- Tendency to merely state information in the theoretical background (literature survey) which was read from books and other sources. You must somehow demonstrate that you understand the material that you research. It will be obvious that you understand your topic when you elaborate upon it in your own words, when you provide examples of a statement, when you draw your own diagram to depict an idea in a different manner, when you make a connection between two conceptual ideas, when you provide a mathematical equation which represents a physical relationship, and when you connect what you read with what we've talked about in class.
- Failure to cite references from within the paper and/or include a bibliography. If you fail to cite sources, then no teacher grading your report will believe your bibliography. In this case, you will get a low grade on the literature search portion of your project.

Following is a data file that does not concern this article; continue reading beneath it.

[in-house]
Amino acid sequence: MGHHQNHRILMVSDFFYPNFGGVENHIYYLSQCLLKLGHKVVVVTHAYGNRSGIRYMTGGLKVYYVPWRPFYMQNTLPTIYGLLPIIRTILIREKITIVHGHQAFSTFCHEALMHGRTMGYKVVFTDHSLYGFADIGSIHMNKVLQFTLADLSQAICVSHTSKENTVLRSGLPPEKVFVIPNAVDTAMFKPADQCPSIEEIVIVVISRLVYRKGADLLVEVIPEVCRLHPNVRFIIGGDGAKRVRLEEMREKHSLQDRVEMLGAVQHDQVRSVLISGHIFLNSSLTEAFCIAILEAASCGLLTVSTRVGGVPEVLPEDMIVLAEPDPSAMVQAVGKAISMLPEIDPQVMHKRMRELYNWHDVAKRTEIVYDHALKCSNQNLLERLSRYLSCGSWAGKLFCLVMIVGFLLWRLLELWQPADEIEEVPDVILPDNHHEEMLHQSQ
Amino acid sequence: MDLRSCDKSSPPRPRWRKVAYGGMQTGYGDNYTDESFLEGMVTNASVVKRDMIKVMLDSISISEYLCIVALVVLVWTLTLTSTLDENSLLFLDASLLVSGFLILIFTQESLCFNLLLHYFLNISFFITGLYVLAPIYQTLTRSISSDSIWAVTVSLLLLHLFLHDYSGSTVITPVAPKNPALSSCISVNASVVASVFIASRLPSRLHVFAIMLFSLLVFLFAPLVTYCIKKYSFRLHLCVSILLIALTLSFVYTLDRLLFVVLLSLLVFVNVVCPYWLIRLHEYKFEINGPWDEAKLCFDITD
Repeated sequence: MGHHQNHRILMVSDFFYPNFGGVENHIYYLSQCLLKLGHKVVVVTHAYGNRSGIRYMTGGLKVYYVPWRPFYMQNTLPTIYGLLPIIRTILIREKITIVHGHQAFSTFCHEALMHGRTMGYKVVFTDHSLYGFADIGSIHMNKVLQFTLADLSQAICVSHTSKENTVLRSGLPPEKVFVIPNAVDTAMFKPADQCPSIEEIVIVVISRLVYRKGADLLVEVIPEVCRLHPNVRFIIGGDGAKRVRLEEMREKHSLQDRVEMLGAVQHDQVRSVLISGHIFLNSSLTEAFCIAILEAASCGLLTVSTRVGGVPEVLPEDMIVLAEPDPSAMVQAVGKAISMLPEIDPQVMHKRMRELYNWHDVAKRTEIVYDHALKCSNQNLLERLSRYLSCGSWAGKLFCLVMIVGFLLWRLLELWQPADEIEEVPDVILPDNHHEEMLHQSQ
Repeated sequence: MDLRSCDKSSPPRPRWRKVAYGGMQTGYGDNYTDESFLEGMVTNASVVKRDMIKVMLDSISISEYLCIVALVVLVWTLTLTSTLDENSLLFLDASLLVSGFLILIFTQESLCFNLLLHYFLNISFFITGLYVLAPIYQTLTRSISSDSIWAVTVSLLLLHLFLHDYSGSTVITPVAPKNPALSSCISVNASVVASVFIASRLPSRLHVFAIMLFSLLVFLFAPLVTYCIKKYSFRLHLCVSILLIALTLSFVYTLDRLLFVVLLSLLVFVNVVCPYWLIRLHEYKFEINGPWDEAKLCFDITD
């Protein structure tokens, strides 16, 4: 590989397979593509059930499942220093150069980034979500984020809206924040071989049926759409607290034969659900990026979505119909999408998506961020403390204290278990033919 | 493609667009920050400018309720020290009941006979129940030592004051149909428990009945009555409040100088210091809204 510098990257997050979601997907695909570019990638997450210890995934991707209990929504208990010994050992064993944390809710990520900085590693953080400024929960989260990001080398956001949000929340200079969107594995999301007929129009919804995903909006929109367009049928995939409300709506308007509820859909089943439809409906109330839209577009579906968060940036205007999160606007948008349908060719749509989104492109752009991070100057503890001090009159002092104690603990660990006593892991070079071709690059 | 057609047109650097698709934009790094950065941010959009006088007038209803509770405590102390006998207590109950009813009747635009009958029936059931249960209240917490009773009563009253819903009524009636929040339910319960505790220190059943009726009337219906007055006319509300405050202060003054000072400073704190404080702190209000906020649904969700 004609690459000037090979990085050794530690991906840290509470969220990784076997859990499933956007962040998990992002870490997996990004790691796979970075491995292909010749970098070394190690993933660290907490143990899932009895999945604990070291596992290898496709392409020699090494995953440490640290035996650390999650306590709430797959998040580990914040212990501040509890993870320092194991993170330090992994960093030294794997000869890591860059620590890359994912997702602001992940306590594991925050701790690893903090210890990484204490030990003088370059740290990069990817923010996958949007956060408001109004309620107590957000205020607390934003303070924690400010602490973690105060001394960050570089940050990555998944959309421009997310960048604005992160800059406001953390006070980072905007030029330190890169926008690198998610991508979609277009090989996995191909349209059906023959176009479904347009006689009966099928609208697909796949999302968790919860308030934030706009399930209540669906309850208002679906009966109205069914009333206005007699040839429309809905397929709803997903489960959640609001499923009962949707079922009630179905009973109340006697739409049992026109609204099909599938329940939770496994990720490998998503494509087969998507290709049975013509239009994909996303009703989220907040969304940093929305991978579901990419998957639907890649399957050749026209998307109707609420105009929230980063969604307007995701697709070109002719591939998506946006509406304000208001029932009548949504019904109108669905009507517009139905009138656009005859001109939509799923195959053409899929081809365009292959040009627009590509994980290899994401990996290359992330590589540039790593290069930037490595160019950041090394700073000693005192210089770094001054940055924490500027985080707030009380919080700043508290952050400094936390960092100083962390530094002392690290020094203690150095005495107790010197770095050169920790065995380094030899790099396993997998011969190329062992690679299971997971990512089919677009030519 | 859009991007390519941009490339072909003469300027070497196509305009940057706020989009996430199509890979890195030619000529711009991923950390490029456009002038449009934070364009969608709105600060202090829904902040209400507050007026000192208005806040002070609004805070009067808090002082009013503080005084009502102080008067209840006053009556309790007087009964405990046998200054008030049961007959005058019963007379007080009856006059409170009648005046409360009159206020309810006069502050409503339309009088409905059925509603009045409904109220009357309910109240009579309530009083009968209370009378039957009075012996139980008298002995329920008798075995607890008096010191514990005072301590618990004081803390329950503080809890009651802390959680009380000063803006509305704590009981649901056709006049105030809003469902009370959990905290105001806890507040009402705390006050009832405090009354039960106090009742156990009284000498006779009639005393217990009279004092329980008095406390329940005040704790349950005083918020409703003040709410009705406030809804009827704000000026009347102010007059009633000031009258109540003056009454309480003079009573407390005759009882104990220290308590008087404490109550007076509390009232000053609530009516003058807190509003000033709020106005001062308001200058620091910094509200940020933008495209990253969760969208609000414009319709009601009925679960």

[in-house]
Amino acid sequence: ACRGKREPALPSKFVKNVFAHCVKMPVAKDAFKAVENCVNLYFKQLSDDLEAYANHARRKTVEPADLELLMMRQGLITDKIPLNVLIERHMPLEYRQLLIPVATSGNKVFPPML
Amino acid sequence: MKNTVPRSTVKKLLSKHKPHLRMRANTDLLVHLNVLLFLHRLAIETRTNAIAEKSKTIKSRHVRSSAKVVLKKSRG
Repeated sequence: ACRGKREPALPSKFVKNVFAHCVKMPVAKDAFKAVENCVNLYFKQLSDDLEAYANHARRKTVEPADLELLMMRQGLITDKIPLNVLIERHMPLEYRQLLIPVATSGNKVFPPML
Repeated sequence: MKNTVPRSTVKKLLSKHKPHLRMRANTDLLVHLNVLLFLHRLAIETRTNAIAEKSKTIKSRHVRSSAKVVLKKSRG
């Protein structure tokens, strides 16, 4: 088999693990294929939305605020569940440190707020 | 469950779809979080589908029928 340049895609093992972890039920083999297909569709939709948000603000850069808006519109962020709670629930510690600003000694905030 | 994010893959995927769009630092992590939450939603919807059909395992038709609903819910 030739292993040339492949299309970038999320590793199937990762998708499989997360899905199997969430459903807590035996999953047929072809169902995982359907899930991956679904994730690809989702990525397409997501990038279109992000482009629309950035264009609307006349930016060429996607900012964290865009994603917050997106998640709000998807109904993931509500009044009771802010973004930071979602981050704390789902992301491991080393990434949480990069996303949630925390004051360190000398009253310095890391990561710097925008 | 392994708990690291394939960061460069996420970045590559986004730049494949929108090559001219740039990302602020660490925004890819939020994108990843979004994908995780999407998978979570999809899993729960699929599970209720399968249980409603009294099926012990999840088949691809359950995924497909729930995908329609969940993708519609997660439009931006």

- Failure to include a step-by-step procedure. A good procedure has listed (and numbered steps). Do not merely write paragraphs. The procedure should be so specific and clearly stated that a stranger could repeat the experiment without knowing anything about it.
- Failure to use the proper tense in the procedure section. Avoid procedure statements like "We then taped the Hot Wheels track to the floor." Avoid prcedural statements like "you then tape the Hot Wheels track to the floor." Instead merely put the statement in command form: "Tape the Hot Wheels track to the floor." The procedure is written in order to inform (i.e. command) a person on how to conduct the experiment.